Unlike a photon resonance between particles, which is a one dimensional D-brane string with Dirichlet boundary conditions, a particle spin has cyclic boundary conditions and so is a 0-brane loop string and not a D-brane string. Since particle spin dimensions do not map directly into 3D space and time, for quantum energy calculations, typically two dimensional Dirac spinors represent spin dimensions separately from 3D space and time. Given that spin resonance energies tend to be much smaller than other quantum orbit resonances, this spin-orbit separation of variables works very well for many energy calculations that include average spin.
When instantaneous quantum phase matching is important, though, the 0-brane loop string is then useful since it shows both mass and charge oscillation as a 0-brane loops as well as the three D-brane magnetic fibers that take a 4𝜋 rotation to return spin magnetic identity. The figure below shows how the spin D-brane fibers do not cross each other and therefore maintain their orthogonality.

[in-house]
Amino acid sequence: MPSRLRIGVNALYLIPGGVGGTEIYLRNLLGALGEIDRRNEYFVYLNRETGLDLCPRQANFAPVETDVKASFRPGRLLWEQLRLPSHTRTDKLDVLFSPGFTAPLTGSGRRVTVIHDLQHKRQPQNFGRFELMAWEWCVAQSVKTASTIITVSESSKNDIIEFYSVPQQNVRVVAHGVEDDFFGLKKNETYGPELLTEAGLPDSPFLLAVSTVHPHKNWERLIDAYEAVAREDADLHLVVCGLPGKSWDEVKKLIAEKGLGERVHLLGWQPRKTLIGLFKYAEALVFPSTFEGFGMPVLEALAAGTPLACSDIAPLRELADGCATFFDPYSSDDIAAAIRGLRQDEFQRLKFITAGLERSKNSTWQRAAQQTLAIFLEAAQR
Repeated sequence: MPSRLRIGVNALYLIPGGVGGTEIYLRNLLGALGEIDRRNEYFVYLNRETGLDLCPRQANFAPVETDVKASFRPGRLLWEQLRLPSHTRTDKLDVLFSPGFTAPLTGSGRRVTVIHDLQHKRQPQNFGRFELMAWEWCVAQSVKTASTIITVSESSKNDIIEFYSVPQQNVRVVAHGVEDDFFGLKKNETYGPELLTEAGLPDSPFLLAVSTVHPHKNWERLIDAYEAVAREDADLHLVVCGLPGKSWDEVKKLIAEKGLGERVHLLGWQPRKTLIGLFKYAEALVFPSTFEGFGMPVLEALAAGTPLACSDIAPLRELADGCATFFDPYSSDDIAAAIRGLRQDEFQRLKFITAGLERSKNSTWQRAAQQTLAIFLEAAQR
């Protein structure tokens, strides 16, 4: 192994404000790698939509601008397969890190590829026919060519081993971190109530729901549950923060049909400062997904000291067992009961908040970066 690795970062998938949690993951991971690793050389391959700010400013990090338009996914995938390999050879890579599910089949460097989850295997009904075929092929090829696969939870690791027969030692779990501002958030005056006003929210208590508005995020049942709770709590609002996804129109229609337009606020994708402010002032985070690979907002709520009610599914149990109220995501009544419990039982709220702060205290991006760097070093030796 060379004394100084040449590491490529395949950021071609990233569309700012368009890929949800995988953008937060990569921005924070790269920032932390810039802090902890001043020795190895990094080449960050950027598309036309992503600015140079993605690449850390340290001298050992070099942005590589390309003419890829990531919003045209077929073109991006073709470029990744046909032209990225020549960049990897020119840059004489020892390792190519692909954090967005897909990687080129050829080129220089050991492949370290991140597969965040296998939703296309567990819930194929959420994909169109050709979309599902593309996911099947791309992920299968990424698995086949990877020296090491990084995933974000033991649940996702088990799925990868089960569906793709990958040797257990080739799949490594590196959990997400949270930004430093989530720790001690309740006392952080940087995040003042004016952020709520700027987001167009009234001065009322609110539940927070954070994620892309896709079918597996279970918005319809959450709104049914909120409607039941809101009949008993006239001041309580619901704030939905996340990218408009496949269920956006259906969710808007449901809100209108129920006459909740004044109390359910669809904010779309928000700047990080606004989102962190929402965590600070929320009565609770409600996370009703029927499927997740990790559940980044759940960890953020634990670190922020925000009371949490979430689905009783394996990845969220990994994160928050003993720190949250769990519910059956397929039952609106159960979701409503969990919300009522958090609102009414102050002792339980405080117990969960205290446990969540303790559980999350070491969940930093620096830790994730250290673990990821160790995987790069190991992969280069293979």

Since quantum phase matching is still an issue with the resonance of spin-orbit coupling, the 0-brane spin phase is useful for matching the D-brane orbital phase. In the first excited state of hydrogen, the coupling of the electron spin magnetism to the electron orbit magnetism results in the fine structure of the hydrogen spectrum. The figure shows three of the many different short-lived electron P-type orbital resonances. There is only a well-defined average electron energy and radius for the hydrogen fine structure.